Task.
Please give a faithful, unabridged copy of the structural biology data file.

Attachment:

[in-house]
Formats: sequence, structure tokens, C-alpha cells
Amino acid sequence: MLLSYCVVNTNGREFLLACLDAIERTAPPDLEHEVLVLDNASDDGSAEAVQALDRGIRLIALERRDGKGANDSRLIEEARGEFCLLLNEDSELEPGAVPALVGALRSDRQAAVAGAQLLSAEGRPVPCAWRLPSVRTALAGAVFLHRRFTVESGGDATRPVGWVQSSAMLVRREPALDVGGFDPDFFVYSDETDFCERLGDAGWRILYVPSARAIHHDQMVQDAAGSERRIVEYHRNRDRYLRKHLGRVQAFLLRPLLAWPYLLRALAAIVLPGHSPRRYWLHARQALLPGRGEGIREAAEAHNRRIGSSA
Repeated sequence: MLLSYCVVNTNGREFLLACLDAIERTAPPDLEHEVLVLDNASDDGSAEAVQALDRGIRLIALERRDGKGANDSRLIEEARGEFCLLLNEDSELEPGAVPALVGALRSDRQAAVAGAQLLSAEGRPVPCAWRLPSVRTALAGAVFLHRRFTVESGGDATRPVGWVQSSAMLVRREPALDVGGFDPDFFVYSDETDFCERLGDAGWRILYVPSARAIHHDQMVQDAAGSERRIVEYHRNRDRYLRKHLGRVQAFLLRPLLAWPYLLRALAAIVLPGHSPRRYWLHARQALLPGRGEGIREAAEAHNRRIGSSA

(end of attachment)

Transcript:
[in-house]
Formats: sequence, structure tokens, C-alpha cells
Amino acid sequence: MLLSYCVVNTNGREFLLACLDAIERTAPPDLEHEVLVLDNASDDGSAEAVQALDRGIRLIALERRDGKGANDSRLIEEARGEFCLLLNEDSELEPGAVPALVGALRSDRQAAVAGAQLLSAEGRPVPCAWRLPSVRTALAGAVFLHRRFTVESGGDATRPVGWVQSSAMLVRREPALDVGGFDPDFFVYSDETDFCERLGDAGWRILYVPSARAIHHDQMVQDAAGSERRIVEYHRNRDRYLRKHLGRVQAFLLRPLLAWPYLLRALAAIVLPGHSPRRYWLHARQALLPGRGEGIREAAEAHNRRIGSSA
Repeated sequence: MLLSYCVVNTNGREFLLACLDAIERTAPPDLEHEVLVLDNASDDGSAEAVQALDRGIRLIALERRDGKGANDSRLIEEARGEFCLLLNEDSELEPGAVPALVGALRSDRQAAVAGAQLLSAEGRPVPCAWRLPSVRTALAGAVFLHRRFTVESGGDATRPVGWVQSSAMLVRREPALDVGGFDPDFFVYSDETDFCERLGDAGWRILYVPSARAIHHDQMVQDAAGSERRIVEYHRNRDRYLRKHLGRVQAFLLRPLLAWPYLLRALAAIVLPGHSPRRYWLHARQALLPGRGEGIREAAEAHNRRIGSSA